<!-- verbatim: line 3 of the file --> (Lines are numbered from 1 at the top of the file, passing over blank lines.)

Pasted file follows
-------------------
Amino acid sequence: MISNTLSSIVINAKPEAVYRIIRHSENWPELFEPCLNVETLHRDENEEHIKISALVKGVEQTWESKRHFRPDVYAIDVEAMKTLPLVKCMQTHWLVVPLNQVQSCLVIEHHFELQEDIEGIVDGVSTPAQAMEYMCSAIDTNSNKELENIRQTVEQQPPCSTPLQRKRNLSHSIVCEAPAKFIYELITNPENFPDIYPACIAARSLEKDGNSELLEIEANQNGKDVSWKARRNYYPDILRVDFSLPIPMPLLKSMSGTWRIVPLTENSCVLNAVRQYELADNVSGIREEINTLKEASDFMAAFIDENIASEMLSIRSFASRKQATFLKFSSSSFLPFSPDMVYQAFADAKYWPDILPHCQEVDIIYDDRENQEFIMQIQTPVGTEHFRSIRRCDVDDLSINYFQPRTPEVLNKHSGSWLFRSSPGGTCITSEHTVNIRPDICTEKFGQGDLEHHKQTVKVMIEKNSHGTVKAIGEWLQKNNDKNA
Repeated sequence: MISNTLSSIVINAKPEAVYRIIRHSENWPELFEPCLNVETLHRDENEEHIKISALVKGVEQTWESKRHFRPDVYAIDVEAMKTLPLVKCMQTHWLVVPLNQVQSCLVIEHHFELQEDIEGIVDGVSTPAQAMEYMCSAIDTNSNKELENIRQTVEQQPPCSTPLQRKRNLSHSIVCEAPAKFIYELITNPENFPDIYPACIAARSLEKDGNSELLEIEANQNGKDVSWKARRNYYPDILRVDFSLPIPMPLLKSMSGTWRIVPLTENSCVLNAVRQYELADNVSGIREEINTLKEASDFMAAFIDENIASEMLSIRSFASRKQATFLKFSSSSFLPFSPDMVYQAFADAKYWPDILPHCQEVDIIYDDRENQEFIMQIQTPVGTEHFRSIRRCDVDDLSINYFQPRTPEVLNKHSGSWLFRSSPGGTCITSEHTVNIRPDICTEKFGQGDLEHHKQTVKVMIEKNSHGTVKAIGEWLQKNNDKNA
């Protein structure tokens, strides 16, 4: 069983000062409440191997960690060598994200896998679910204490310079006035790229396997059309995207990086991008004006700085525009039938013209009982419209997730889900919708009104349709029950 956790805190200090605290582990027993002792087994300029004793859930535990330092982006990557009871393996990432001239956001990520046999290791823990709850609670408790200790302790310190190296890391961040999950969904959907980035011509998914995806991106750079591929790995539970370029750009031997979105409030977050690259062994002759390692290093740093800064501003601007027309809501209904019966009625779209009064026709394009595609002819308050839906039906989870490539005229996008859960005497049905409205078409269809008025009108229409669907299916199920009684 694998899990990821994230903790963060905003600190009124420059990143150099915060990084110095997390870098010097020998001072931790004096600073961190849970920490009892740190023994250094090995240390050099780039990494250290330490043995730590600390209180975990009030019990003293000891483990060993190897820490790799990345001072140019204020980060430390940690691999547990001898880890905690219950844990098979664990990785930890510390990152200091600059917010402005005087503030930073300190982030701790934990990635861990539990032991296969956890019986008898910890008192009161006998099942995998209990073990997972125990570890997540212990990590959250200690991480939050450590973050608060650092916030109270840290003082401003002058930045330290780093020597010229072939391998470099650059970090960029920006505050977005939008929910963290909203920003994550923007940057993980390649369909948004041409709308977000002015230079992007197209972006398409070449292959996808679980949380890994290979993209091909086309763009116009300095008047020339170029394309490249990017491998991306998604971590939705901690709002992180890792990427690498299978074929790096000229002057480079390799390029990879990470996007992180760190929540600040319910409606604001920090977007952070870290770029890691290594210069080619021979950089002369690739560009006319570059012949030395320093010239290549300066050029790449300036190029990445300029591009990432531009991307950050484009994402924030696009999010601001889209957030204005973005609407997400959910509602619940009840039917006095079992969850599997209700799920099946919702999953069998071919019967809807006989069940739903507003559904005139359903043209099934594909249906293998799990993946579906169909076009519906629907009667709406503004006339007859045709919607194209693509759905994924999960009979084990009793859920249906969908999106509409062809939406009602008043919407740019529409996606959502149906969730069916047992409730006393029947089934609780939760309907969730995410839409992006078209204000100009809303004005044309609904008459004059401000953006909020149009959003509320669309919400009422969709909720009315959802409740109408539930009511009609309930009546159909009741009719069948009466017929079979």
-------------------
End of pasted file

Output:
């Protein structure tokens, strides 16, 4: 069983000062409440191997960690060598994200896998679910204490310079006035790229396997059309995207990086991008004006700085525009039938013209009982419209997730889900919708009104349709029950 956790805190200090605290582990027993002792087994300029004793859930535990330092982006990557009871393996990432001239956001990520046999290791823990709850609670408790200790302790310190190296890391961040999950969904959907980035011509998914995806991106750079591929790995539970370029750009031997979105409030977050690259062994002759390692290093740093800064501003601007027309809501209904019966009625779209009064026709394009595609002819308050839906039906989870490539005229996008859960005497049905409205078409269809008025009108229409669907299916199920009684 694998899990990821994230903790963060905003600190009124420059990143150099915060990084110095997390870098010097020998001072931790004096600073961190849970920490009892740190023994250094090995240390050099780039990494250290330490043995730590600390209180975990009030019990003293000891483990060993190897820490790799990345001072140019204020980060430390940690691999547990001898880890905690219950844990098979664990990785930890510390990152200091600059917010402005005087503030930073300190982030701790934990990635861990539990032991296969956890019986008898910890008192009161006998099942995998209990073990997972125990570890997540212990990590959250200690991480939050450590973050608060650092916030109270840290003082401003002058930045330290780093020597010229072939391998470099650059970090960029920006505050977005939008929910963290909203920003994550923007940057993980390649369909948004041409709308977000002015230079992007197209972006398409070449292959996808679980949380890994290979993209091909086309763009116009300095008047020339170029394309490249990017491998991306998604971590939705901690709002992180890792990427690498299978074929790096000229002057480079390799390029990879990470996007992180760190929540600040319910409606604001920090977007952070870290770029890691290594210069080619021979950089002369690739560009006319570059012949030395320093010239290549300066050029790449300036190029990445300029591009990432531009991307950050484009994402924030696009999010601001889209957030204005973005609407997400959910509602619940009840039917006095079992969850599997209700799920099946919702999953069998071919019967809807006989069940739903507003559904005139359903043209099934594909249906293998799990993946579906169909076009519906629907009667709406503004006339007859045709919607194209693509759905994924999960009979084990009793859920249906969908999106509409062809939406009602008043919407740019529409996606959502149906969730069916047992409730006393029947089934609780939760309907969730995410839409992006078209204000100009809303004005044309609904008459004059401000953006909020149009959003509320669309919400009422969709909720009315959802409740109408539930009511009609309930009546159909009741009719069948009466017929079979």